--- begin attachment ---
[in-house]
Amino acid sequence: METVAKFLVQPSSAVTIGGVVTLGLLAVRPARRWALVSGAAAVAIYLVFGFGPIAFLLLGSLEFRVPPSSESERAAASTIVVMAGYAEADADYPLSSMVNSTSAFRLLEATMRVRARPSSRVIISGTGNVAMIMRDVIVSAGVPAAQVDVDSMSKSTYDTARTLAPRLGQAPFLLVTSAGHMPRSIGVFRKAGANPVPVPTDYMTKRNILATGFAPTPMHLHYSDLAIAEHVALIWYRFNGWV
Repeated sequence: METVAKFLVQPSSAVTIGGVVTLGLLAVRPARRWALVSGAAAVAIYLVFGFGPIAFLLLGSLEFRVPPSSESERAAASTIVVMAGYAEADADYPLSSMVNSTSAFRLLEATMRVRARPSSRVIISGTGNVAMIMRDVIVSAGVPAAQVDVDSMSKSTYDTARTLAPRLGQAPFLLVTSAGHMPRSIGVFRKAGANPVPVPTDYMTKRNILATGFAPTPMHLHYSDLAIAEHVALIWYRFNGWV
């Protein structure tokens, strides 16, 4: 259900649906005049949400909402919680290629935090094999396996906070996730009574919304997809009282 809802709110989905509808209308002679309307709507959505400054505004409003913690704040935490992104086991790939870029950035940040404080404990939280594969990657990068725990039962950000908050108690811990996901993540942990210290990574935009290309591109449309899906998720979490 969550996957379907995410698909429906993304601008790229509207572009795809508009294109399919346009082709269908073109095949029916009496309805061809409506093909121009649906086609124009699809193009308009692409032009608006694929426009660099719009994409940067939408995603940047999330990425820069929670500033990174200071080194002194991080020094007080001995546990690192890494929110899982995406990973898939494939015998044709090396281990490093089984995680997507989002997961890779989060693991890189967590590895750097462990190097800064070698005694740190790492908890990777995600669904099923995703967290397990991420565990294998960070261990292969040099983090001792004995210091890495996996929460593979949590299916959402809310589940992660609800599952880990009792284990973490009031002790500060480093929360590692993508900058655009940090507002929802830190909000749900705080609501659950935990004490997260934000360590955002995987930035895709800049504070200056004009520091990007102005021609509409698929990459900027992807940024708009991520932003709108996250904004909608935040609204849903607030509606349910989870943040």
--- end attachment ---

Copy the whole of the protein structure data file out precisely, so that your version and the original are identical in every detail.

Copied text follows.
[in-house]
Amino acid sequence: METVAKFLVQPSSAVTIGGVVTLGLLAVRPARRWALVSGAAAVAIYLVFGFGPIAFLLLGSLEFRVPPSSESERAAASTIVVMAGYAEADADYPLSSMVNSTSAFRLLEATMRVRARPSSRVIISGTGNVAMIMRDVIVSAGVPAAQVDVDSMSKSTYDTARTLAPRLGQAPFLLVTSAGHMPRSIGVFRKAGANPVPVPTDYMTKRNILATGFAPTPMHLHYSDLAIAEHVALIWYRFNGWV
Repeated sequence: METVAKFLVQPSSAVTIGGVVTLGLLAVRPARRWALVSGAAAVAIYLVFGFGPIAFLLLGSLEFRVPPSSESERAAASTIVVMAGYAEADADYPLSSMVNSTSAFRLLEATMRVRARPSSRVIISGTGNVAMIMRDVIVSAGVPAAQVDVDSMSKSTYDTARTLAPRLGQAPFLLVTSAGHMPRSIGVFRKAGANPVPVPTDYMTKRNILATGFAPTPMHLHYSDLAIAEHVALIWYRFNGWV
């Protein structure tokens, strides 16, 4: 259900649906005049949400909402919680290629935090094999396996906070996730009574919304997809009282 809802709110989905509808209308002679309307709507959505400054505004409003913690704040935490992104086991790939870029950035940040404080404990939280594969990657990068725990039962950000908050108690811990996901993540942990210290990574935009290309591109449309899906998720979490 969550996957379907995410698909429906993304601008790229509207572009795809508009294109399919346009082709269908073109095949029916009496309805061809409506093909121009649906086609124009699809193009308009692409032009608006694929426009660099719009994409940067939408995603940047999330990425820069929670500033990174200071080194002194991080020094007080001995546990690192890494929110899982995406990973898939494939015998044709090396281990490093089984995680997507989002997961890779989060693991890189967590590895750097462990190097800064070698005694740190790492908890990777995600669904099923995703967290397990991420565990294998960070261990292969040099983090001792004995210091890495996996929460593979949590299916959402809310589940992660609800599952880990009792284990973490009031002790500060480093929360590692993508900058655009940090507002929802830190909000749900705080609501659950935990004490997260934000360590955002995987930035895709800049504070200056004009520091990007102005021609509409698929990459900027992807940024708009991520932003709108996250904004909608935040609204849903607030509606349910989870943040």